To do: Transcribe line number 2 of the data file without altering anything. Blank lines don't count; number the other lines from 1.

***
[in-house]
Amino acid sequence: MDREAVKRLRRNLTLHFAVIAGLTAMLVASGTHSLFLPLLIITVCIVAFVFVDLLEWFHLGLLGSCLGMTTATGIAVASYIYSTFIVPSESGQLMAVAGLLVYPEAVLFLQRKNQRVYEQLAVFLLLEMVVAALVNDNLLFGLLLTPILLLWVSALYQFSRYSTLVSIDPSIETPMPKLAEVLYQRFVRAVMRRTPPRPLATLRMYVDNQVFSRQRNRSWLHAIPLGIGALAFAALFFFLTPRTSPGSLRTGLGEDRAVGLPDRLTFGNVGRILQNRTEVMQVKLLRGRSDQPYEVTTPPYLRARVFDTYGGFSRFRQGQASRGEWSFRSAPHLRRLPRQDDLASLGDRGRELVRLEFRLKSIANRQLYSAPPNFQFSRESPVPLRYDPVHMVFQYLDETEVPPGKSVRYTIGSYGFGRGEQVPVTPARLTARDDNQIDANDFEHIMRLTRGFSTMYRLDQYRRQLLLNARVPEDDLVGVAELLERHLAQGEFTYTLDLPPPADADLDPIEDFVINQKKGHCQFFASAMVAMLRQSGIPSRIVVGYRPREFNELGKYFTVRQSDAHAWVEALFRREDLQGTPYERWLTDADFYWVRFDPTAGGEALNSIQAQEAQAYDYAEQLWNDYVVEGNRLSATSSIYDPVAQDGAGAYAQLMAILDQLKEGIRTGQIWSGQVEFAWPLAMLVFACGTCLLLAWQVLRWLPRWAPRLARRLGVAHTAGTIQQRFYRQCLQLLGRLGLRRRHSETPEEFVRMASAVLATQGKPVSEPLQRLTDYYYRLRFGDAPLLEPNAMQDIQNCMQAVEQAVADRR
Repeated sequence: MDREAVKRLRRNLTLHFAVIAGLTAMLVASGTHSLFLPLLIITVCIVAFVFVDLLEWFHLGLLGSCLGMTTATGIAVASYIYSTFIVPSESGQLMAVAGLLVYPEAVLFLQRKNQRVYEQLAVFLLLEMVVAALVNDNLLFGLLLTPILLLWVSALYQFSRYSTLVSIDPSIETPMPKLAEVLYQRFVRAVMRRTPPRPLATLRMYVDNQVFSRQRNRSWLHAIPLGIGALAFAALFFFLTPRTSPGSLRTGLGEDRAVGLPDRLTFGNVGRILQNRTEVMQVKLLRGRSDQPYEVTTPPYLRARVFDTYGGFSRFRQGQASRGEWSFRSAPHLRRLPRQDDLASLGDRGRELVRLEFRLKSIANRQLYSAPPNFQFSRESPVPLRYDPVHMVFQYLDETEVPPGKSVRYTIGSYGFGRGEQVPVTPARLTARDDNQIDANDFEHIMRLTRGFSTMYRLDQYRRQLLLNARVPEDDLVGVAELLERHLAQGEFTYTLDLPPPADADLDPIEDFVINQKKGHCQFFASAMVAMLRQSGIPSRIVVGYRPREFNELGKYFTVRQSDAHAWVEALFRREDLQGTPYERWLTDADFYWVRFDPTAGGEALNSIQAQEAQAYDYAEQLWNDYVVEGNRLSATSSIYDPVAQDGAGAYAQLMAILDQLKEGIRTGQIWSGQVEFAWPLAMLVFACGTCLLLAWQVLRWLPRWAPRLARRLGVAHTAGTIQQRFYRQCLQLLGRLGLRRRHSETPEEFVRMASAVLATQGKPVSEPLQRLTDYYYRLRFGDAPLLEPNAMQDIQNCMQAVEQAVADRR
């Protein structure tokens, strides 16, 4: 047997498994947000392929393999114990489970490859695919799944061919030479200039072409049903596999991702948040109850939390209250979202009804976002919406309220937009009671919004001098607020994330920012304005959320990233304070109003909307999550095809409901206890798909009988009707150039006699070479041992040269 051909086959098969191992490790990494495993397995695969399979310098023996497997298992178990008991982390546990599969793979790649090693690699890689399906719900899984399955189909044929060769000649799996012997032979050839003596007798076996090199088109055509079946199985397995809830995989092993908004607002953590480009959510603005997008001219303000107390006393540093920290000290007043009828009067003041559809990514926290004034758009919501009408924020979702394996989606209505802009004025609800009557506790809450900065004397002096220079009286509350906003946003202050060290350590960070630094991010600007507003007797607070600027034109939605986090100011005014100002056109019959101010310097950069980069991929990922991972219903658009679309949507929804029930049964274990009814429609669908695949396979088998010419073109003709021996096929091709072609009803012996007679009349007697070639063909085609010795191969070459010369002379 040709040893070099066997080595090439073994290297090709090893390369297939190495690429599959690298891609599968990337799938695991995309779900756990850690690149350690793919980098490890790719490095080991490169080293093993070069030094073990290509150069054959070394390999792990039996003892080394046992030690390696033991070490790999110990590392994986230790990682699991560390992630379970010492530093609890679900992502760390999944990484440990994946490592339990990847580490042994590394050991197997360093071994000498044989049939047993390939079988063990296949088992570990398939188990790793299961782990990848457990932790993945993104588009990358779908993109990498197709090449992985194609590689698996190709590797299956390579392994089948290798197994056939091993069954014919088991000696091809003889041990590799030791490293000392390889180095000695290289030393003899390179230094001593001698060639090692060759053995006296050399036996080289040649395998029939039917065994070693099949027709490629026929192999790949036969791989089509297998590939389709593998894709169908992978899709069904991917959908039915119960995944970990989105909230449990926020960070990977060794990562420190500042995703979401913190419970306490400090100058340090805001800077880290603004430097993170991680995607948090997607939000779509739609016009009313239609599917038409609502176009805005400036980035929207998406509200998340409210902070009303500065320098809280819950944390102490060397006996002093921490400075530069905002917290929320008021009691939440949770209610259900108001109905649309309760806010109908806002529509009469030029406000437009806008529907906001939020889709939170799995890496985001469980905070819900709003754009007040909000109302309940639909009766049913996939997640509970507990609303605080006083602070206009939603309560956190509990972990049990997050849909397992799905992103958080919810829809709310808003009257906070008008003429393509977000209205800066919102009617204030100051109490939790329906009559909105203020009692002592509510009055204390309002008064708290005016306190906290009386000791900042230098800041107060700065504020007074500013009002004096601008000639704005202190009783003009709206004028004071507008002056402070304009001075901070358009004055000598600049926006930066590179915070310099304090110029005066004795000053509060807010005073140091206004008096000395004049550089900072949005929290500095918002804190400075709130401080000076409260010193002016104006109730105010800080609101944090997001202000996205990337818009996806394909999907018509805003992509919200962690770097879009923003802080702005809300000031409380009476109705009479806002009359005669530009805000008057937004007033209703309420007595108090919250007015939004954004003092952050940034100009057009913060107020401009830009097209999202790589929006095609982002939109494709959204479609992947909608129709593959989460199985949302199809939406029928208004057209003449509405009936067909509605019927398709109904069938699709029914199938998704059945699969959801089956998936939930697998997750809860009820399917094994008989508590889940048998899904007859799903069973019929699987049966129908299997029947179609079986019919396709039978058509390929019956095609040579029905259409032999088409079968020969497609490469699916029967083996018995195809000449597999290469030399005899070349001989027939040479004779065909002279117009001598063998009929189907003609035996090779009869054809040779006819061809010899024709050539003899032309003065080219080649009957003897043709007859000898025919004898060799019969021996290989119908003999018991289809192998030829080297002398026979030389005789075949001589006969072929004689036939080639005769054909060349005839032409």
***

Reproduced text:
Amino acid sequence: MDREAVKRLRRNLTLHFAVIAGLTAMLVASGTHSLFLPLLIITVCIVAFVFVDLLEWFHLGLLGSCLGMTTATGIAVASYIYSTFIVPSESGQLMAVAGLLVYPEAVLFLQRKNQRVYEQLAVFLLLEMVVAALVNDNLLFGLLLTPILLLWVSALYQFSRYSTLVSIDPSIETPMPKLAEVLYQRFVRAVMRRTPPRPLATLRMYVDNQVFSRQRNRSWLHAIPLGIGALAFAALFFFLTPRTSPGSLRTGLGEDRAVGLPDRLTFGNVGRILQNRTEVMQVKLLRGRSDQPYEVTTPPYLRARVFDTYGGFSRFRQGQASRGEWSFRSAPHLRRLPRQDDLASLGDRGRELVRLEFRLKSIANRQLYSAPPNFQFSRESPVPLRYDPVHMVFQYLDETEVPPGKSVRYTIGSYGFGRGEQVPVTPARLTARDDNQIDANDFEHIMRLTRGFSTMYRLDQYRRQLLLNARVPEDDLVGVAELLERHLAQGEFTYTLDLPPPADADLDPIEDFVINQKKGHCQFFASAMVAMLRQSGIPSRIVVGYRPREFNELGKYFTVRQSDAHAWVEALFRREDLQGTPYERWLTDADFYWVRFDPTAGGEALNSIQAQEAQAYDYAEQLWNDYVVEGNRLSATSSIYDPVAQDGAGAYAQLMAILDQLKEGIRTGQIWSGQVEFAWPLAMLVFACGTCLLLAWQVLRWLPRWAPRLARRLGVAHTAGTIQQRFYRQCLQLLGRLGLRRRHSETPEEFVRMASAVLATQGKPVSEPLQRLTDYYYRLRFGDAPLLEPNAMQDIQNCMQAVEQAVADRR